Tell me about playing with the Pink Floyd tribute act Brit Floyd. That’s really going full circle back to your first job.

Yeah. They are a really good band and they are really, really good musicians. I got to see lots of interesting places. They do a great job at nailing Pink Floyd to a T.

There is no Pink Floyd now, so I guess groups like that are the next best thing.

That’s what fans think, I guess. They put a lot of investment into the production of the show. They have a comparable amount of lasers and media going during the show. I think it’s really important to fans that they hear it just like the record. That is what Brit Floyd does. That’s what they strive to do and they do it well.

Tell me about singing on Weezer’s “Can’t Knock the Hustle?’

I was really happy I got to do that. I got to do some featured vocals and I also got to work with one of the most legendary producers in the music industry, Dave Sitek. He’s a doll and it was a dream to work with him. He gave me a lot of freedom, which you don’t always get as a background vocalist. He really made sure that I was featured, so I have nothing but great things to say about Dave Sitek.

How are things going for you right now with the industry largely shut down?

I’m considering it to be a hiatus. I know that things are going to pick up again. I’m working with a band now called Think:EXP. That’s comprised of Scott Page, who was the sax player for Pink Floyd, Stephen Perkins from Jane’s Addiction, and so many other great people from major bands. It’s an honor to work with them. They give me the freedom of doing all the background vocals and I’ve done all these new arrangements with a lot of women who rotate in and out.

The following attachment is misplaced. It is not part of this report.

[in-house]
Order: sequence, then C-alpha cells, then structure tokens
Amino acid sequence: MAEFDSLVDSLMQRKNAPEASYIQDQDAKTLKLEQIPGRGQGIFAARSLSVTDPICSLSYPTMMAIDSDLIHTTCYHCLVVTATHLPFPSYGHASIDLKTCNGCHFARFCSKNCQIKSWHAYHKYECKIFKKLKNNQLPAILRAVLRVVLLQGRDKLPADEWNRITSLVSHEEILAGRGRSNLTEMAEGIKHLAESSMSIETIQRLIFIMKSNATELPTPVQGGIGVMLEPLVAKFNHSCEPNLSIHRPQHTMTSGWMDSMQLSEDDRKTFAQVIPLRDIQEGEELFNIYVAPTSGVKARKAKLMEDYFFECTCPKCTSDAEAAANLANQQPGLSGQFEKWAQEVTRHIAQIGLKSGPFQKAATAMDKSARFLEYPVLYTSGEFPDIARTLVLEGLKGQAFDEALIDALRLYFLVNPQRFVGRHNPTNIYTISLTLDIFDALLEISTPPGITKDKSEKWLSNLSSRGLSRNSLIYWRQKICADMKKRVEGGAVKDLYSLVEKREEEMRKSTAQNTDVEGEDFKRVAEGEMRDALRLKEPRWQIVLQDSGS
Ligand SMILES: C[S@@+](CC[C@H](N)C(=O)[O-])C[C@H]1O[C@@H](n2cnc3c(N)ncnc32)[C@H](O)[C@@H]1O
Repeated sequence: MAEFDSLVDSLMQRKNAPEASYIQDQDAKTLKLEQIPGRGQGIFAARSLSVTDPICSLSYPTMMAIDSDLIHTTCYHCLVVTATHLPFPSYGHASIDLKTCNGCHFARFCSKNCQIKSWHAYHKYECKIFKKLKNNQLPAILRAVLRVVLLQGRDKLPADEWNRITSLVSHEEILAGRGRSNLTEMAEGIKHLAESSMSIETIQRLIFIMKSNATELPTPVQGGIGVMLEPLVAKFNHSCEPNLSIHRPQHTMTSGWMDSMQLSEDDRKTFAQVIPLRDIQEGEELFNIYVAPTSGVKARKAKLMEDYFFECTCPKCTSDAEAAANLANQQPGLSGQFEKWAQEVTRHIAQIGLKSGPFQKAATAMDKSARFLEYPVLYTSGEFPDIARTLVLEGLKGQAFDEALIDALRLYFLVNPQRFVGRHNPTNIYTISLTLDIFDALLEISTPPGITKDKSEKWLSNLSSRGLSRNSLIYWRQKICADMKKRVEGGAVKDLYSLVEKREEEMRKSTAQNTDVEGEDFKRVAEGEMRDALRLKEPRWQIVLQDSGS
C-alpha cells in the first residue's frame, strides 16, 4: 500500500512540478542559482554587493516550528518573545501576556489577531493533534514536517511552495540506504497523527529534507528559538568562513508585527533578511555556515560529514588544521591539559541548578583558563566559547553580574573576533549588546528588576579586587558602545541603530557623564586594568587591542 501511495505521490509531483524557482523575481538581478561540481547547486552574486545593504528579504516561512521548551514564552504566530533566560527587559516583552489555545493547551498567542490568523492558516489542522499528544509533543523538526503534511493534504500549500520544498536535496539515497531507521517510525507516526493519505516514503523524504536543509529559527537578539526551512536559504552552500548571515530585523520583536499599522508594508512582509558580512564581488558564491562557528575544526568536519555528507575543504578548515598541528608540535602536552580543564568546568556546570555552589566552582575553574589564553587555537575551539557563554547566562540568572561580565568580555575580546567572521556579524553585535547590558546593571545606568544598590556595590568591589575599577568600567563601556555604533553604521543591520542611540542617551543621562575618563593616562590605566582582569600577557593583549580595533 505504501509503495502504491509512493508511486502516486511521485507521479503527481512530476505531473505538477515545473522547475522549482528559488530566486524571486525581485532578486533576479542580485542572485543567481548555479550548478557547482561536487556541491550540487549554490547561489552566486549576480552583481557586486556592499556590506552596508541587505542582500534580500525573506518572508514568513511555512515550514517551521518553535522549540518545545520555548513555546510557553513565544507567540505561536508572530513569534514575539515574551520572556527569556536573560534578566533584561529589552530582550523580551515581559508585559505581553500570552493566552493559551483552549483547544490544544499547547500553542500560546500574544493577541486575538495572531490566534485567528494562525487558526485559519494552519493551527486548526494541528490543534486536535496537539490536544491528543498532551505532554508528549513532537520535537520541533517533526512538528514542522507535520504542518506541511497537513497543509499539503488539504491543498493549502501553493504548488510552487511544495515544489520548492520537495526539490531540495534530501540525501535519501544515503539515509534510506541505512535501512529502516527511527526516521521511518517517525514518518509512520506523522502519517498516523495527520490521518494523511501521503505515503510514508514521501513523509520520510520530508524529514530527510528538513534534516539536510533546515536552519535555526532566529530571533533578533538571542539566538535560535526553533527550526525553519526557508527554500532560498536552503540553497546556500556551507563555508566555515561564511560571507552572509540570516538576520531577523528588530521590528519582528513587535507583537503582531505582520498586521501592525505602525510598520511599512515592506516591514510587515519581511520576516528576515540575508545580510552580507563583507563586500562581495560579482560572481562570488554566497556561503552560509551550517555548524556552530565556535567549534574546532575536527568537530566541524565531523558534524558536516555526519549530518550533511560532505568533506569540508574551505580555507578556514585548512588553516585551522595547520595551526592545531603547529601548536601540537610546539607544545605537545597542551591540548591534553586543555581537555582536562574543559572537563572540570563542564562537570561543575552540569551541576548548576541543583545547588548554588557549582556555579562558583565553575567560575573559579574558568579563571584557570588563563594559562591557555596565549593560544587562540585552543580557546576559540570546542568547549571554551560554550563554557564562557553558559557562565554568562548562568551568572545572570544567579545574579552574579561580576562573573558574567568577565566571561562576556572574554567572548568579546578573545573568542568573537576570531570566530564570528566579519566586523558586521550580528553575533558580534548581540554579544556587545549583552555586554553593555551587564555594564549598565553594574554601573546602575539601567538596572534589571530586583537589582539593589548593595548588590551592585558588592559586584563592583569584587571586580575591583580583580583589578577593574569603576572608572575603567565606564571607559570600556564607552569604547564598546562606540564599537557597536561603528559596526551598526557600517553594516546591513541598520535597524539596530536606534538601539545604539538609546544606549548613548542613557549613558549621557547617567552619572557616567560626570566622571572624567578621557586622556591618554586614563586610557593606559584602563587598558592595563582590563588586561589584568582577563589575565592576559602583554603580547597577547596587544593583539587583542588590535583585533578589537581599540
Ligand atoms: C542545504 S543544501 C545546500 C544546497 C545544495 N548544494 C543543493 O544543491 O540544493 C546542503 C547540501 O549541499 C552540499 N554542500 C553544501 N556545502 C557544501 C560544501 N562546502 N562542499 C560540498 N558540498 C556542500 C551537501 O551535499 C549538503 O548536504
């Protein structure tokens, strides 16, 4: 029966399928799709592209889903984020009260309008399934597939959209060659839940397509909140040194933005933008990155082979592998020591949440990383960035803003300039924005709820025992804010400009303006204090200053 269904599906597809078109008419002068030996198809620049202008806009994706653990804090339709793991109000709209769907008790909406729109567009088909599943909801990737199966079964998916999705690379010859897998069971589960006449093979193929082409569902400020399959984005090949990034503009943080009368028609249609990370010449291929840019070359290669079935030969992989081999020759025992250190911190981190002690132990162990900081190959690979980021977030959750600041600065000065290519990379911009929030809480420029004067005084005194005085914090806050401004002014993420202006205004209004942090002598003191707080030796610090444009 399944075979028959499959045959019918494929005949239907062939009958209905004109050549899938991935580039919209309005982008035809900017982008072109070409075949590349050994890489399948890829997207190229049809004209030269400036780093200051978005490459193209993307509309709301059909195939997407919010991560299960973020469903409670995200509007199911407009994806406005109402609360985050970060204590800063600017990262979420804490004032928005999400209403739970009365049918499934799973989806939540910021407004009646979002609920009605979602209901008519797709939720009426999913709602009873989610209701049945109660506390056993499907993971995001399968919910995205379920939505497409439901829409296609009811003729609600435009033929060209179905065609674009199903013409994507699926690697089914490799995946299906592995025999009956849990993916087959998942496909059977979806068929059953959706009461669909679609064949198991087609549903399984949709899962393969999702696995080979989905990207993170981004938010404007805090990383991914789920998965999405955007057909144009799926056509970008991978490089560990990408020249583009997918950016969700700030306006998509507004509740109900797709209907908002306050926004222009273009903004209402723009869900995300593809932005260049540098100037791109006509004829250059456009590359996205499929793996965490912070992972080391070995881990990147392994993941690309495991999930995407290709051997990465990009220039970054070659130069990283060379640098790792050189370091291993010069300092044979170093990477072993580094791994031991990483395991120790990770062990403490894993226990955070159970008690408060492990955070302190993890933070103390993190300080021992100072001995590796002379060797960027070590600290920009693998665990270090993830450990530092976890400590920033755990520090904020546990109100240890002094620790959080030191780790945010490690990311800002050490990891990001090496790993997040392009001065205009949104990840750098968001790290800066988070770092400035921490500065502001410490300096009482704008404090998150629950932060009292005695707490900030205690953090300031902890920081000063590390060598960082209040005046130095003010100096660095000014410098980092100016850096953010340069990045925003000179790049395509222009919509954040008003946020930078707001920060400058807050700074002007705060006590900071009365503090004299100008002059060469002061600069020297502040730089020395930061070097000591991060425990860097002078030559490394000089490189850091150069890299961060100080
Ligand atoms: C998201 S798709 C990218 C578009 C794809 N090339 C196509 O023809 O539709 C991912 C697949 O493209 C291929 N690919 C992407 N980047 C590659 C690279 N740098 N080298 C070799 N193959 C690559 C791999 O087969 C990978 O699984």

We are still in the process of getting calls for work, but instead of right now it’s for December or next summer. We’re still working on working, but it’s just not going to be as soon as we’d all like. I should also say that I’ve recorded four albums with Nick Waterhouse and seven with Gilby Clarke. We’ve kept in touch all these years and he’s a super guy.

I never imagined I’d live in a world without concerts. It’s so crazy.

I’ve been hearing a lot about drive-ins and having the minimal amount of people onstage staying a safe distance from each other. I think we’re going to get more and more creative about how we keep concerts going. It’s not going to stop the music industry, because what’s the world without music?

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2020.06.24 - Rolling Stone - Veteran Backup Singer Roberta Freeman Talks Life on the Road With Guns N’ Roses, Pink Floyd Empty Re: 2020.06.24 - Rolling Stone - Veteran Backup Singer Roberta Freeman Talks Life on the Road With Guns N’ Roses, Pink Floyd

Post by Blackstar Thu 25 Jun 2020 - 1:12

The Rolling Stone article/interview with Melissa that is mentioned in the beginning of this article: